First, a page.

Thursday, 28 February 2008

Legumes brassicas and alliums

A fine afternoon tempted me up to the allotment. I wanted to build a simple frame to support sweet peas. I bashed a couple of short posts into the ground and screwed a long post to each. This way the long posts are not in the ground so they won't rot away. At the end of the season I can take them down and store them for next year. The short posts are old and can be discarded. I strung a wire across between the posts, anchored to the ground at each end. When the sweet peas are ready to plant I'll add some string supports from the top wire for each plant.

Earlier we planted savoy cabbage seeds and some more broad beans, both in individual pots, at home. The last broad beans have grown too fast and become leggy, so these new ones will go outside almost as soon as they show. The first broad beans, sweet peas and some leeks have gone up to the allotment, into the new greenhouse. The weekend is forecast to have very strong winds, so once they have passed the broad beans will go into the ground. The sweet peas will be a couple of weeks yet and the leeks even longer.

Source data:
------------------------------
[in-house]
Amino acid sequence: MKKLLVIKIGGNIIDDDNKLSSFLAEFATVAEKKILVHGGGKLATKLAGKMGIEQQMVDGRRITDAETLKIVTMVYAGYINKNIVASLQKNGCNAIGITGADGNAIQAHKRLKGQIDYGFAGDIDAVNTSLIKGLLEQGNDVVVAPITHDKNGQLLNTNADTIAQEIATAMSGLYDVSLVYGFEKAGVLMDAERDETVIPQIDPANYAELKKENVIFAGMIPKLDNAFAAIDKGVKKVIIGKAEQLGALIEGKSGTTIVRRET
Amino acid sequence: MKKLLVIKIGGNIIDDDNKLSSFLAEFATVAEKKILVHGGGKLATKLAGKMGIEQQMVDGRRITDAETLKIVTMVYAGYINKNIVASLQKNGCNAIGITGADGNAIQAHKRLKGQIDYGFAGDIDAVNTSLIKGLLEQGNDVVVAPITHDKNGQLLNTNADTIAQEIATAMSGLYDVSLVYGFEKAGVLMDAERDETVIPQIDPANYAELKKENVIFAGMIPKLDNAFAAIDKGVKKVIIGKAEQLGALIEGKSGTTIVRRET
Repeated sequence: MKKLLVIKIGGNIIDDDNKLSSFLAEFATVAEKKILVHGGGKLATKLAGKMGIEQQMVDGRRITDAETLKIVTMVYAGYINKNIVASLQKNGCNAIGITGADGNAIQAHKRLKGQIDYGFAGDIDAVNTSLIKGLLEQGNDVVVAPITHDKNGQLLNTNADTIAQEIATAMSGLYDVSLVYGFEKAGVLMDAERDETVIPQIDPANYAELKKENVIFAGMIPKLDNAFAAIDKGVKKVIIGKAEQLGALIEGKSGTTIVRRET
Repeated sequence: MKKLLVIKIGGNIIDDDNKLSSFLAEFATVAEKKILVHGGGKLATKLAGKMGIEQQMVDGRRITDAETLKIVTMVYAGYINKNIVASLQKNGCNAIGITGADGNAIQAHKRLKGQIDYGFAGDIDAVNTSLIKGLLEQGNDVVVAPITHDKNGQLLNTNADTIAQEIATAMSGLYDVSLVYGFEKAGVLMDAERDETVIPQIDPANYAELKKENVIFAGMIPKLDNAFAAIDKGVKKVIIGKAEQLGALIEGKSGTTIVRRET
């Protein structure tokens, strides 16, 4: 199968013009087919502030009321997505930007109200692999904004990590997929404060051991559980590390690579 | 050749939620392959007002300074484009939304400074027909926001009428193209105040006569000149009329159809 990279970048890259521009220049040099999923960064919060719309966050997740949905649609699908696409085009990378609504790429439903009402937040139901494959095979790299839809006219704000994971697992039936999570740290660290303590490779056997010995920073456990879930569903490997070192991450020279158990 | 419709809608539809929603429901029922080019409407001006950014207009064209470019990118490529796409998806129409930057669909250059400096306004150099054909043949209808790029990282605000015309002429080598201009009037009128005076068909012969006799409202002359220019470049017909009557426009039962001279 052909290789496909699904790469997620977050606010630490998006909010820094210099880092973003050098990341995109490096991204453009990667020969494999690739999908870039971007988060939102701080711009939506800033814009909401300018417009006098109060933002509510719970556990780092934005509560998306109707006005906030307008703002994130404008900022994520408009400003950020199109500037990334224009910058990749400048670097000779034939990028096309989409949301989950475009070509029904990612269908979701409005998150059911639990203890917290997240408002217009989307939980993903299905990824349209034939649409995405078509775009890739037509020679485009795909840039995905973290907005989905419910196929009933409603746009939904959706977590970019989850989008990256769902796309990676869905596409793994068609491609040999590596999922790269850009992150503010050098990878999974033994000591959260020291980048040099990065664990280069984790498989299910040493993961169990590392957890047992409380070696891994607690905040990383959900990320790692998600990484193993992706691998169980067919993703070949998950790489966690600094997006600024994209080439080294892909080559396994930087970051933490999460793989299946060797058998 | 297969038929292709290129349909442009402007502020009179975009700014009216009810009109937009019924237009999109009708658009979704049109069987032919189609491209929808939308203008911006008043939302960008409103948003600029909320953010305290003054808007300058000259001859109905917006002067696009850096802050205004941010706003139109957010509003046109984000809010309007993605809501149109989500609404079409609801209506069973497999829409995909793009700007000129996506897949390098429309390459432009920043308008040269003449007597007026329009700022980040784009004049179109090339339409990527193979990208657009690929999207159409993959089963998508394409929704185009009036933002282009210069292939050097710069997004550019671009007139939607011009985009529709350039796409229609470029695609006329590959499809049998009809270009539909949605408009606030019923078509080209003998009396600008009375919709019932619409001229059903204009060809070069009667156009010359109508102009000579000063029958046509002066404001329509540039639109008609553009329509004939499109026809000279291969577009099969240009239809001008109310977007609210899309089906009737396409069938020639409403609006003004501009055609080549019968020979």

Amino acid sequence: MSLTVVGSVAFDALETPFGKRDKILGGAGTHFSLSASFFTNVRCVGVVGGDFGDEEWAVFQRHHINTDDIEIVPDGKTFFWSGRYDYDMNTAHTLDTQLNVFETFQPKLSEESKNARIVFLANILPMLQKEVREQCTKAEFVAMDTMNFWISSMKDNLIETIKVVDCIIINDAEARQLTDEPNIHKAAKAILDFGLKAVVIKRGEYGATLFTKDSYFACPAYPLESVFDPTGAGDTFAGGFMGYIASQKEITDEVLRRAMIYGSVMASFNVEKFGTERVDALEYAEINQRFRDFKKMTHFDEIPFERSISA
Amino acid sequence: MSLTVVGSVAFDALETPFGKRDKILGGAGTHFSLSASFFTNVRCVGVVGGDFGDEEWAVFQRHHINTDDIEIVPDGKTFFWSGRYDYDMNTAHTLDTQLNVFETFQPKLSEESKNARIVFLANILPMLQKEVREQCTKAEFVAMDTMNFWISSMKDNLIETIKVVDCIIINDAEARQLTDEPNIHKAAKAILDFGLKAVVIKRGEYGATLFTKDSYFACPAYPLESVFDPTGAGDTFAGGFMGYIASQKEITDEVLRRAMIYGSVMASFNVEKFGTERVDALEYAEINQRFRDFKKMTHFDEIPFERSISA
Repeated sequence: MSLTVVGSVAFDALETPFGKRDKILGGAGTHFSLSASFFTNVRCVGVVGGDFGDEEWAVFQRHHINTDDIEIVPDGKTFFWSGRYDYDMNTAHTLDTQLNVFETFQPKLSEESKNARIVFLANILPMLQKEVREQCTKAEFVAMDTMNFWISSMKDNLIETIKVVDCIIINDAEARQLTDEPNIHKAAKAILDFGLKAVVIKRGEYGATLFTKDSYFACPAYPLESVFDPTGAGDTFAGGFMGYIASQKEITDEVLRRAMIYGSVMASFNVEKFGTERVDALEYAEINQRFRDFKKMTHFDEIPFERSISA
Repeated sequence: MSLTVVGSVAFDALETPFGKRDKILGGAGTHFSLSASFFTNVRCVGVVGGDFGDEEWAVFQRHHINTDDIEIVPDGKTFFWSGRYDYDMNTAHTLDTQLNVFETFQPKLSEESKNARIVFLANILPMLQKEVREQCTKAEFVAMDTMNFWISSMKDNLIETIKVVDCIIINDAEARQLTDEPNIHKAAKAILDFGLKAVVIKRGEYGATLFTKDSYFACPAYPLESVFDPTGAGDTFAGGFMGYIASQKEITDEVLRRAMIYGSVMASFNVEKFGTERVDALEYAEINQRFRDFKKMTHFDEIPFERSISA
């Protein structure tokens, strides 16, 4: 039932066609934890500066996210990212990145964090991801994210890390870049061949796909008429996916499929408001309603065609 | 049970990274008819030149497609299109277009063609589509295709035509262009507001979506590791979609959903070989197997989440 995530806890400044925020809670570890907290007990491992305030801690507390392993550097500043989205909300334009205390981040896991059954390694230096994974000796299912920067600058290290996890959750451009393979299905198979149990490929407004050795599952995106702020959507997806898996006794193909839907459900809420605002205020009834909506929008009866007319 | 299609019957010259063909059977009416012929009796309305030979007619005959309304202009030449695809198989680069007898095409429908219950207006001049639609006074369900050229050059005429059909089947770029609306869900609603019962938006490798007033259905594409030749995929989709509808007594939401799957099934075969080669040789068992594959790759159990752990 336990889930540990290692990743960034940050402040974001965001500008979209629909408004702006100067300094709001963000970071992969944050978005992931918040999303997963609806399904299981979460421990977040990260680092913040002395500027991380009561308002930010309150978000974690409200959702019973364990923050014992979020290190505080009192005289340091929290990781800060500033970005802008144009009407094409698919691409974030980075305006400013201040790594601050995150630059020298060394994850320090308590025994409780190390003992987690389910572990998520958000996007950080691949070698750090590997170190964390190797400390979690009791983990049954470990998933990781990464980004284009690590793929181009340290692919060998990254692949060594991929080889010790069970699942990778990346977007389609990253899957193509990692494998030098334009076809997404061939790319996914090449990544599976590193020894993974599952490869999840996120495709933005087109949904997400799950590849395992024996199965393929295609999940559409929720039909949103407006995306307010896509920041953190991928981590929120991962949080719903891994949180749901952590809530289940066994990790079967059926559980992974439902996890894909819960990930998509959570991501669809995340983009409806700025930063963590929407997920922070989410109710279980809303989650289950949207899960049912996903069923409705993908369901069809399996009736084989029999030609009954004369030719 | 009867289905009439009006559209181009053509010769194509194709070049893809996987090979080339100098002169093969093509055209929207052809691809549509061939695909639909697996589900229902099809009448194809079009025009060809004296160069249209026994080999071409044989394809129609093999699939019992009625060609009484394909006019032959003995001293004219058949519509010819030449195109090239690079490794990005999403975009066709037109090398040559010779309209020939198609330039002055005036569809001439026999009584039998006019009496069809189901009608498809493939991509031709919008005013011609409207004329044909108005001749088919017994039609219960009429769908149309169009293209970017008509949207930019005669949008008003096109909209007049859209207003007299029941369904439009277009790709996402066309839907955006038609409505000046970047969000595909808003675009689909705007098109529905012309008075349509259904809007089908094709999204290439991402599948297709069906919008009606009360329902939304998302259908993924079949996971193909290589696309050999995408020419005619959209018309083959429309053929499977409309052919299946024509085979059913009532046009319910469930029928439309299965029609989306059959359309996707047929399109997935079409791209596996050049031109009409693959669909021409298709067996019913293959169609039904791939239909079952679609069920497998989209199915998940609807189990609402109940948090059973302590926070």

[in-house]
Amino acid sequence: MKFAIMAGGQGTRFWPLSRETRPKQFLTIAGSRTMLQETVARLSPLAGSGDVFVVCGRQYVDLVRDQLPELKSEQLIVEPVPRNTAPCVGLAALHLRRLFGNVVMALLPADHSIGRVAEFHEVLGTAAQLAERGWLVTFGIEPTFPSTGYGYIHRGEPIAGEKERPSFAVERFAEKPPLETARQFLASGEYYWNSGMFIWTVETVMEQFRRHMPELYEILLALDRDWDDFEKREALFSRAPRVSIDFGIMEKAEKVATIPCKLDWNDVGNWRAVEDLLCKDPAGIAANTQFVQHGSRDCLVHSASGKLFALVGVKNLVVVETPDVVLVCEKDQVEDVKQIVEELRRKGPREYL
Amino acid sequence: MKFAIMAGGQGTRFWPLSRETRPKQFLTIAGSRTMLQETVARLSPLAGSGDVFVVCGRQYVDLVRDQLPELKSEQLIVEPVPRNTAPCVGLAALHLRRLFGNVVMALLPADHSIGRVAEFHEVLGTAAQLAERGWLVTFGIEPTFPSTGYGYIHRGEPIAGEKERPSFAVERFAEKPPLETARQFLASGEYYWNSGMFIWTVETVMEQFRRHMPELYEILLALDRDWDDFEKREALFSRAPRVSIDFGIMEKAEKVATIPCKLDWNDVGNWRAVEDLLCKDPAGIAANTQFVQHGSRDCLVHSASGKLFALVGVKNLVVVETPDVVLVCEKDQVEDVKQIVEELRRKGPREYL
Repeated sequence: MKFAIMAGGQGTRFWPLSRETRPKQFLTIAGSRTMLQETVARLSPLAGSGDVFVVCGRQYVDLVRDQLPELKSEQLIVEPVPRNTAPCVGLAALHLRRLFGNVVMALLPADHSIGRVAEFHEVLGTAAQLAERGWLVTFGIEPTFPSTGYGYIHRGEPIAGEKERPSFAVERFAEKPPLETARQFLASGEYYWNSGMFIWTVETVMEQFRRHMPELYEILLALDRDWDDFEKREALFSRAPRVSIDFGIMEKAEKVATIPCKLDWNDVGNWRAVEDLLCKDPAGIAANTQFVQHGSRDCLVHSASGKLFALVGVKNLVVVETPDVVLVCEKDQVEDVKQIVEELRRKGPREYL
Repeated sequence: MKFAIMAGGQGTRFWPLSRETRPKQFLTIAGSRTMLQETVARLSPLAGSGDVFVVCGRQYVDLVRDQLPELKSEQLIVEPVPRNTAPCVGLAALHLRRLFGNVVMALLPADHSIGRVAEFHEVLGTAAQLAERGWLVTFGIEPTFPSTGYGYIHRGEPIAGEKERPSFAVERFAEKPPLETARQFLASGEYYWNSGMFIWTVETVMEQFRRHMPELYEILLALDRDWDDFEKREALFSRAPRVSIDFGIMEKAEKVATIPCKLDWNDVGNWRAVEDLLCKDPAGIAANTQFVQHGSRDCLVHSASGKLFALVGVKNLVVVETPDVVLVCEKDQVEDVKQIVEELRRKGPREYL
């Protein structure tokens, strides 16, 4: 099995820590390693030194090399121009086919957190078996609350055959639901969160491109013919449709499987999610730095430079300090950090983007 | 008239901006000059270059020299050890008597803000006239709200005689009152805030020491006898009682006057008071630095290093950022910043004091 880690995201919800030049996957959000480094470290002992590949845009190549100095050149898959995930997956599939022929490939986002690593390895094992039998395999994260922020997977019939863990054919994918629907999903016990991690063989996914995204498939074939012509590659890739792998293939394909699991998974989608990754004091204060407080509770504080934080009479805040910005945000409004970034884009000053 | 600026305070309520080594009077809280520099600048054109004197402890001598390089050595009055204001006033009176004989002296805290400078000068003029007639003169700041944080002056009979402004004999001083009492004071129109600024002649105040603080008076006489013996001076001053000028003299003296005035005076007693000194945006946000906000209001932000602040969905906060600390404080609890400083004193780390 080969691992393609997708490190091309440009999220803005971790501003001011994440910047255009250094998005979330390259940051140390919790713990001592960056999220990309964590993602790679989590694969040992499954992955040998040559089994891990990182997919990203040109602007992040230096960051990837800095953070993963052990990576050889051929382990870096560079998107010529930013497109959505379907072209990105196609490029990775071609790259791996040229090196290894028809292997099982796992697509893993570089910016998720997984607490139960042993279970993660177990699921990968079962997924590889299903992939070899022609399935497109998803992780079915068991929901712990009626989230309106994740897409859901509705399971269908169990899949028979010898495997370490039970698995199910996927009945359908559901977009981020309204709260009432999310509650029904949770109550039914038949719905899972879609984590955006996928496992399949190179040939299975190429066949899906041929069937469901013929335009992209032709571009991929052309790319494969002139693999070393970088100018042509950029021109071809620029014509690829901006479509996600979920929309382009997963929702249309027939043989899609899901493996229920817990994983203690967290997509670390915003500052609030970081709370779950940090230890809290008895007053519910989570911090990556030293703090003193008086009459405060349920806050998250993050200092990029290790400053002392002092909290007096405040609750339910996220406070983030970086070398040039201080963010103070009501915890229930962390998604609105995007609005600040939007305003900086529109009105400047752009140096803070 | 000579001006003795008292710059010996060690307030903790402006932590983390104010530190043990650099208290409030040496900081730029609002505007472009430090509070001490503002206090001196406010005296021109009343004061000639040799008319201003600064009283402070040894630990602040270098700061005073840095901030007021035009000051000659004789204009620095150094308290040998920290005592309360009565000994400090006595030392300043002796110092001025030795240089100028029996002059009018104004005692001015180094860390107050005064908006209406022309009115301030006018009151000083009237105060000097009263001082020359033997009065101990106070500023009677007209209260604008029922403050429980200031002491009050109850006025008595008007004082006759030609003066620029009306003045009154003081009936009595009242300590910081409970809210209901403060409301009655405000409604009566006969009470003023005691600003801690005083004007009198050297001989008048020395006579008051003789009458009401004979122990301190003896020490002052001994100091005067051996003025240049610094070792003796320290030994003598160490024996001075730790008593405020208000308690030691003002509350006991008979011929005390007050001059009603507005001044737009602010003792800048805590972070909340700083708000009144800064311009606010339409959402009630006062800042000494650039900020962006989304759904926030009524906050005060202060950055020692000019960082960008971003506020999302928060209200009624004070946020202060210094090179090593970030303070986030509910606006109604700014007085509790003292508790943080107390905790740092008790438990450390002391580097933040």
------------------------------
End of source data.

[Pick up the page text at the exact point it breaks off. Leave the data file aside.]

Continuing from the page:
Jean planted a lot of flower seeds for our garden so space on window sills is tight. We tried to grow parsnips last year but not one came up, so we are trying something different. We have sown some seeds onto damp newspaper, covered with a propagator lid. If it works we will transplant each seedling into a fibre pot. When they are ready to plant out we will cut the bottom out and plant the whole pot. If you disturb the roots they split and don't grow well.

Monday, 25 February 2008

Take a leek

The leeks have sprouted. They push through the compost in a big loop and eventually they stand up. The tiny green spikes have the seed case stuck on top, like crinkled helmets. If you look very closely they are already perfect tiny leeks with white bases and a dark green stems. Jean potted them into small pots, fifty plants in all.